‘Design in Nature’ theme proves a big draw at Cambridge conference | Print |

‘Probably the biggest one-day philosophy conference in the UK this year’ was how Dr Daniel Hill of the University of Liverpool described a recent seminar on design in the natural world.

Saturday 14 July saw over 90 delegates, including a Nobel Laureate, cram into the Pavilion Room at Hughes Hall, Cambridge, for Tyndale Philosophy's `Design in Nature? Perspectives from Science and Philosophy' conference.

Taking as its theme the controversial idea that neo-Darwinism has not, after all, refuted the arguments for design in nature, the conference attracted one of the world’s leading speakers on Intelligent Design – Dr Stephen Meyer.

Dr Meyer, who earned his PhD in the history and philosophy of science at Cambridge, held a packed academic audience spellbound as he described the awesome complexity of the living cell. His talk, ‘Intelligent Design – the Most Credible Idea?’, highlighted the information content in DNA and the breathtaking nano-technology of biological molecular machinery. He argued that the scientifically most credible explanation is not neo-Darwinism but Intelligent Design.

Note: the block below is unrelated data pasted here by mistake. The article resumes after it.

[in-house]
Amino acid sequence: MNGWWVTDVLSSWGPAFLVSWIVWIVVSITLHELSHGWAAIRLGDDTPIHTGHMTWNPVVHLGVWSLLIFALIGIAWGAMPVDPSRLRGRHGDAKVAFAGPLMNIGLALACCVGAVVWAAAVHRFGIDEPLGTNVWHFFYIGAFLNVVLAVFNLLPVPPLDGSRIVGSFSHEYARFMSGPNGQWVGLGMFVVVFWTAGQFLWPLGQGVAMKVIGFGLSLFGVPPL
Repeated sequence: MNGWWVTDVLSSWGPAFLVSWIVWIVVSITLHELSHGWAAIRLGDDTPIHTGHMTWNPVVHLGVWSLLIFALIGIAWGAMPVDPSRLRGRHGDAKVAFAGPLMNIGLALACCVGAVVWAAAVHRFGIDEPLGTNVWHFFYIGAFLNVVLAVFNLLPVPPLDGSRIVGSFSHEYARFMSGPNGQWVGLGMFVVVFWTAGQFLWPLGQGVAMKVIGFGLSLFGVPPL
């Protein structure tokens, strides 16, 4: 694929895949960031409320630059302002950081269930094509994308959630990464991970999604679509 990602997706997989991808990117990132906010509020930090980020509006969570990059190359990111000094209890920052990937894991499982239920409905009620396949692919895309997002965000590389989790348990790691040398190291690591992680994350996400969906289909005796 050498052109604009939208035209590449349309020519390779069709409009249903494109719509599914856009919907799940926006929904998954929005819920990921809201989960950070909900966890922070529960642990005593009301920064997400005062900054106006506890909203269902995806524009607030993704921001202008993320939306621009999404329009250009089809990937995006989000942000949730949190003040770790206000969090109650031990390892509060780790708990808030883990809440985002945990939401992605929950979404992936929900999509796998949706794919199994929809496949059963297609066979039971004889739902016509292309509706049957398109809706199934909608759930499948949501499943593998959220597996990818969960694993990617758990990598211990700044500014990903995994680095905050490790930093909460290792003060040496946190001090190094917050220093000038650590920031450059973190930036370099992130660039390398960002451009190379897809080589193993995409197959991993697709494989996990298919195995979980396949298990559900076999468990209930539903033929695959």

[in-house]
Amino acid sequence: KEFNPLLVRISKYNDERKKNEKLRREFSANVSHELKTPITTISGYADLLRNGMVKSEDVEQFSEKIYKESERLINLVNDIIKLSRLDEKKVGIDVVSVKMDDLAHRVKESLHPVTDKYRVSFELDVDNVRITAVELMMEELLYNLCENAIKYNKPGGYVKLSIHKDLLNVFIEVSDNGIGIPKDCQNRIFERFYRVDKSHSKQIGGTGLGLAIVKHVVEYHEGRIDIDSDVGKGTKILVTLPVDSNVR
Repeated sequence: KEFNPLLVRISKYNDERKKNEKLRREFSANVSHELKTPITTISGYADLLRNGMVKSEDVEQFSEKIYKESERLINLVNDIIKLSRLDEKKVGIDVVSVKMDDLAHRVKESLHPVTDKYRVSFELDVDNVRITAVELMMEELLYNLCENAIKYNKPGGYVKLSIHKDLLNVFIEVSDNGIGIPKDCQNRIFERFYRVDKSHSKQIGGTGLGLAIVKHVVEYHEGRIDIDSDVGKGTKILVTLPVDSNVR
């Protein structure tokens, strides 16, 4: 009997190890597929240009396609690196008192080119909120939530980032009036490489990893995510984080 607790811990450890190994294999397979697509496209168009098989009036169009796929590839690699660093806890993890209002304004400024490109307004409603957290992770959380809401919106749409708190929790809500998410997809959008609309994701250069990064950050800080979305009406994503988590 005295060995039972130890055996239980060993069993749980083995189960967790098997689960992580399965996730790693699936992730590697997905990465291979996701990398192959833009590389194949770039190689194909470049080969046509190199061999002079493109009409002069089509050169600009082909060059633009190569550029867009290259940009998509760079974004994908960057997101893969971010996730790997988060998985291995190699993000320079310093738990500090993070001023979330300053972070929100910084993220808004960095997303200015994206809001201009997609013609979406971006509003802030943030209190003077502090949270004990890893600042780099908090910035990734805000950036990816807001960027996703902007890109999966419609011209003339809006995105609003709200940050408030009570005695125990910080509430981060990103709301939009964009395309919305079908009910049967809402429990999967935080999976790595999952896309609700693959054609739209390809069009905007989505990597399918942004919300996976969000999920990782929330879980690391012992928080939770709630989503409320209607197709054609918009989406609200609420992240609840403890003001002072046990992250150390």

Also speaking were Professor Steve Fuller of Warwick University on ‘Why some people like the idea of design in nature – and others don’t’, Professor Stephen Clark of Liverpool University on `Does Darwinism make it difficult to establish objective truth and morals?', and Dr David Glass of the University of Ulster on `Design in Biology and Physics – strengths and weaknesses'.

One delegate commented: `It was good to hear corrected some misunderstandings about the modern argument from design, and to learn that a number of criticisms were beside the mark.’

A video of the conference will be posted on YouTube.

For biographies of the speakers see:
Dr Stephen Meyer – http://www.discovery.org/p/11
Prof Steve Fuller – http://homepages.warwick.ac.uk/~sysdt/Index.html
Professor Stephen Clark – http://www.liv.ac.uk/info/staff/A639849
Dr David Glass – http://www.infj.ulst.ac.uk/~dvglass/research_interests.html